Section 3 of that part of said Article XLVIII, under the heading "THE REFERENDUM. III. Referendum Petitions.," is hereby amended by striking out the sentence "If such petition is completed by filing with the secretary of the commonwealth not later than ninety days after the law which is the subject of the petition has become law the signatures of not less than fifteen thousand qualified voters of the commonwealth, then the operation of such law shall be suspended, and the secretary of the commonwealth shall submit such law to the people at the next state election, if thirty days intervene between the date when such petition is filed with the secretary of the commonwealth and the date for holding such state election; if thirty days do not so intervene, then such law shall be submitted to the people at the next following state election, unless in the meantime it shall have been repealed; and if it shall be approved by a majority of the qualified voters voting thereon, such law shall, subject to the provisions of the constitution, take effect in thirty days after such election, or at such time after such election as may be provided in such law; if not so approved such law shall be null and void; but no such law shall be held to be disapproved if the negative vote is less than thirty per cent of the total number of ballots cast at such state election." and inserting in place thereof the following sentence:-- If such petition is completed by filing with the secretary of the commonwealth not later than ninety days after the law which is the subject of the petition has become law a number of signatures of qualified voters equal in number to not less than two per cent of the entire vote cast for governor at the preceding biennial state election, then the operation of such law shall be suspended, and the secretary of the commonwealth shall submit such law to the people at the next state election, if sixty days intervene between the date when such petition is filed with the secretary of the commonwealth and the date for holding such state election; if sixty days do not so intervene, then such law shall be submitted to the people at the next following state election, unless in the meantime it shall have been repealed; and if it shall be approved by a majority of the qualified voters voting thereon, such law shall, subject to the provisions of the constitution, take effect in thirty days after such election, or at such time after such election as may be provided in such law; if not so approved such law shall be null and void; but no such law shall be held to be disapproved if the negative vote is less than thirty per cent of the total number of ballots cast at such state election.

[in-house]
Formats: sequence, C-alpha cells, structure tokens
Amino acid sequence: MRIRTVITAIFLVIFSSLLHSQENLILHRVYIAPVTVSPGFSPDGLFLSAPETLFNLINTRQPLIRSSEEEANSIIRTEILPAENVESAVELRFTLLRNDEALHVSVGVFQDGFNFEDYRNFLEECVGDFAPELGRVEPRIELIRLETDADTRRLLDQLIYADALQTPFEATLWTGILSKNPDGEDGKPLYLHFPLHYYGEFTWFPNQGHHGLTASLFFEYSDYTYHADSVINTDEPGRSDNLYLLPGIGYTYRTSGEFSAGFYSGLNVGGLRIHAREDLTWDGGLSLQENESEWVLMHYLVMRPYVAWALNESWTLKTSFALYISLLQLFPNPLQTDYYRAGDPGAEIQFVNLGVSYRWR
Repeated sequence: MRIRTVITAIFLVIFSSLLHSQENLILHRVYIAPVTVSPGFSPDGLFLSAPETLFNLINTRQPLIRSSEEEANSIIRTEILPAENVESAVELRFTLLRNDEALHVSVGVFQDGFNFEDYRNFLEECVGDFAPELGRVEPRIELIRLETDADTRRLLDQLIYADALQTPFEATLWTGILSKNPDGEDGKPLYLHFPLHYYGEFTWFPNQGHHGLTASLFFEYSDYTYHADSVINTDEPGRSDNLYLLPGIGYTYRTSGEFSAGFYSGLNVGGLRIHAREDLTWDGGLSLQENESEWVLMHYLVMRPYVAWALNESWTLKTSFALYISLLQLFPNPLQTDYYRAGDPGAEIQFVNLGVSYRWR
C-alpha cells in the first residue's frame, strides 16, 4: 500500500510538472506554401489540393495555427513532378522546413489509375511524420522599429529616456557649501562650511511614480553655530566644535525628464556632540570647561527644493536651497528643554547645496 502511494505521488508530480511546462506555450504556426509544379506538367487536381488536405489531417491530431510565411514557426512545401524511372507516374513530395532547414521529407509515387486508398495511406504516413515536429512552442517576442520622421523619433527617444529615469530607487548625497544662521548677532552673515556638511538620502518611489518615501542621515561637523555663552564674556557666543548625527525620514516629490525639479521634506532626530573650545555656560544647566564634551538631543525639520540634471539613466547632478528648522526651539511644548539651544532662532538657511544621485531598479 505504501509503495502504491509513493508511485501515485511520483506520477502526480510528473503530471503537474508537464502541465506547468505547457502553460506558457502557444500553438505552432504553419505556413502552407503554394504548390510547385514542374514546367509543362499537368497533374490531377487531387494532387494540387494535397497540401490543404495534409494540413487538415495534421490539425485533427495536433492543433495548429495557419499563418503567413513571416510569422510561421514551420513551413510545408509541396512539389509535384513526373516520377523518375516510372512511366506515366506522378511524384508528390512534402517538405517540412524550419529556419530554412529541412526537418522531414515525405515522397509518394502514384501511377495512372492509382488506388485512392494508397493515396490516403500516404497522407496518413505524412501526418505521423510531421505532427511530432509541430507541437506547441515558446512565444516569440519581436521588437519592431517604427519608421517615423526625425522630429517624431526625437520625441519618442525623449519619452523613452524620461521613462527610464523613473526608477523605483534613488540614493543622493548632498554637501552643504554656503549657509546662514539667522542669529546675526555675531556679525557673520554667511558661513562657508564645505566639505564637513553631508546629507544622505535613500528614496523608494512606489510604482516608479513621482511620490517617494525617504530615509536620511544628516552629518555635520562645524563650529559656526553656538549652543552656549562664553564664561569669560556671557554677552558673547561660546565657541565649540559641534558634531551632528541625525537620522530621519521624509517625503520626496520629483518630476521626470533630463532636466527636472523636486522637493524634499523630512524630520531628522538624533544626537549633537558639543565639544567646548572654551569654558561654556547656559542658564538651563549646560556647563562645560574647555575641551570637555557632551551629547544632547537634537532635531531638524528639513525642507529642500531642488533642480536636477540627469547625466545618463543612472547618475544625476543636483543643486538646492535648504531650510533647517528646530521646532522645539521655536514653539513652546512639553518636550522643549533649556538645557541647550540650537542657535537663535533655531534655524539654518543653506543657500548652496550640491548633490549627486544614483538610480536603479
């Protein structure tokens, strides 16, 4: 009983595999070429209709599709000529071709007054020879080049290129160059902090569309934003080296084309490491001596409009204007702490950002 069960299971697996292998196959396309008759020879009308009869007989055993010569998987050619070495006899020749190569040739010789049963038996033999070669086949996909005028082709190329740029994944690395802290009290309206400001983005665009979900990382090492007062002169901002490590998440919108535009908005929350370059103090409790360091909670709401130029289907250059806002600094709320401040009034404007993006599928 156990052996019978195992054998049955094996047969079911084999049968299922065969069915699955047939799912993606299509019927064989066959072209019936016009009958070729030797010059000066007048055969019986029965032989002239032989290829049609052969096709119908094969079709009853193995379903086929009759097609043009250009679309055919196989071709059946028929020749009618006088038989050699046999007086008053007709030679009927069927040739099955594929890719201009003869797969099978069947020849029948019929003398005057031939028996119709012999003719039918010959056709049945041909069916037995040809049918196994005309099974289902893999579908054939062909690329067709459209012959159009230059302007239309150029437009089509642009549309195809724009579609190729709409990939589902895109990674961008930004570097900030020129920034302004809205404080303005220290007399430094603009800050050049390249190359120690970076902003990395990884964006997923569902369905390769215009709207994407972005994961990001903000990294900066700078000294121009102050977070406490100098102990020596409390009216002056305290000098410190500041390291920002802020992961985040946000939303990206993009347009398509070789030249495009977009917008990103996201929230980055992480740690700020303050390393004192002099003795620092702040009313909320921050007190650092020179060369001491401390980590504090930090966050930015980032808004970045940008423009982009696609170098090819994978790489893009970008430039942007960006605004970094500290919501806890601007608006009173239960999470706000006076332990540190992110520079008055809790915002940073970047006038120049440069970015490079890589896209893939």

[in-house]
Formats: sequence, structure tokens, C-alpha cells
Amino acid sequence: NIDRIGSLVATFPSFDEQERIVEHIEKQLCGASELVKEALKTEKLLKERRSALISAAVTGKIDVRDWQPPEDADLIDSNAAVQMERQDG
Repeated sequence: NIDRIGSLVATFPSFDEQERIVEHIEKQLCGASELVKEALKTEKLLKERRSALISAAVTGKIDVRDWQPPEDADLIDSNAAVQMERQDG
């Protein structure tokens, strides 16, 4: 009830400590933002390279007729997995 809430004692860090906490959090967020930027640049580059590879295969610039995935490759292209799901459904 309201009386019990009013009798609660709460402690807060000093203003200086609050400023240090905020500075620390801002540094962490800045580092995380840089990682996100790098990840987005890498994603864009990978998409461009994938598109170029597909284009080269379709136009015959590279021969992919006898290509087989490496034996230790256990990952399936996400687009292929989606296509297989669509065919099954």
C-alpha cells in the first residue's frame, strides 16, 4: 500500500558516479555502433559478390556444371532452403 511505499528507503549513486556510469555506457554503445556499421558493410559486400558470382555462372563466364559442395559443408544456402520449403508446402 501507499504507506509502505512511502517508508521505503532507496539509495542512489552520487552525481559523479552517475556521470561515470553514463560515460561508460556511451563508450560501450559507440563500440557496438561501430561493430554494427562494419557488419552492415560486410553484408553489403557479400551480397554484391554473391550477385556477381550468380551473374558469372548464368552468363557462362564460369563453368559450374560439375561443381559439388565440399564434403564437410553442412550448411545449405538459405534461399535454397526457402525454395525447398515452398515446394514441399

Section 5

Section 4 of that part of said Article XLVIII, under the heading "THE REFERENDUM. III. Referendum Petitions.," is hereby amended by striking out the words "If such petition filed as aforesaid is completed by filing with the secretary of the commonwealth not later than ninety days after the law which is the subject of the petition has become law the signatures of not less than ten thousand qualified voters of the commonwealth protesting against such law and asking for a referendum thereon, then the secretary of the commonwealth shall submit such law to the people at the next state election, if thirty days intervene between the date when such petition is filed with the secretary of the commonwealth and the date for holding such state election. If thirty days do not so intervene, then it shall be submitted to the people at the next following state election, unless in the meantime it shall have been repealed; and if it shall not be approved by a majority of the qualified voters voting thereon, it shall, at the expiration of thirty days after such election, be thereby repealed; but no such law shall be held to be disapproved if the negative vote is less than thirty per cent of the total number of ballots cast at such state election." and inserting in place thereof the following: - If such petition filed as aforesaid is completed by filing with the secretary of the commonwealth not later than ninety days after the law which is the subject of the petition has become law a number of signatures of qualified voters equal in number to not less than one and one half per cent of the entire vote cast for governor at the preceding biennial state election protesting against such law and asking for a referendum thereon, then the secretary of the commonwealth shall submit such law to the people at the next state election, if sixty days intervene between the date when such petition is filed with the secretary of the commonwealth and the date for holding such state election. If sixty days do not so intervene, then it shall be submitted to the people at the next following state election, unless in the meantime it shall have been repealed; and if it shall not be approved by a majority of the qualified voters voting thereon, it shall, at the expiration of thirty days after such election, be thereby repealed; but no such law shall be held to be disapproved if the negative vote is less than thirty per cent of the total number of ballots cast at such state election.